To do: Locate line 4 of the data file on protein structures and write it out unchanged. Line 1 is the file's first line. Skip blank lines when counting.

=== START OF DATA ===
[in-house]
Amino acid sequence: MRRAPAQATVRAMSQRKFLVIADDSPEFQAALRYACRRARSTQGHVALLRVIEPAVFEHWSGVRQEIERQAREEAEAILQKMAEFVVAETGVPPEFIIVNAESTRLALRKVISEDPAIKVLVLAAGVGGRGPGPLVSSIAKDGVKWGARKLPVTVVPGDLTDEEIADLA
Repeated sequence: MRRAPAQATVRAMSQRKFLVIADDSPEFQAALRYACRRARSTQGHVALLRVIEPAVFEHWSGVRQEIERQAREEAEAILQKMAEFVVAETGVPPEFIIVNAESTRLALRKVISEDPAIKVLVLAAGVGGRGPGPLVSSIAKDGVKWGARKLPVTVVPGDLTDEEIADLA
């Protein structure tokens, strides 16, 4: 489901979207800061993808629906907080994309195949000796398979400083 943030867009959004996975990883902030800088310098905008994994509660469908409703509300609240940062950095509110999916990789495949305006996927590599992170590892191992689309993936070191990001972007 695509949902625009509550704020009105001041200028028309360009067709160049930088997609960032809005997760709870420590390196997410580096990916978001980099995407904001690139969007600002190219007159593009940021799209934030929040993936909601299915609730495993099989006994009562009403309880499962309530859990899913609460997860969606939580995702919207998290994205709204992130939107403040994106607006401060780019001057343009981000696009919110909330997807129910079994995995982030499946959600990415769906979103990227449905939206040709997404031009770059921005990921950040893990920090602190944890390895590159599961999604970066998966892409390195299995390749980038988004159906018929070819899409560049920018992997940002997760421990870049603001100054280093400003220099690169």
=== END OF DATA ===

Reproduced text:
């Protein structure tokens, strides 16, 4: 489901979207800061993808629906907080994309195949000796398979400083 943030867009959004996975990883902030800088310098905008994994509660469908409703509300609240940062950095509110999916990789495949305006996927590599992170590892191992689309993936070191990001972007 695509949902625009509550704020009105001041200028028309360009067709160049930088997609960032809005997760709870420590390196997410580096990916978001980099995407904001690139969007600002190219007159593009940021799209934030929040993936909601299915609730495993099989006994009562009403309880499962309530859990899913609460997860969606939580995702919207998290994205709204992130939107403040994106607006401060780019001057343009981000696009919110909330997807129910079994995995982030499946959600990415769906979103990227449905939206040709997404031009770059921005990921950040893990920090602190944890390895590159599961999604970066998966892409390195299995390749980038988004159906018929070819899409560049920018992997940002997760421990870049603001100054280093400003220099690169």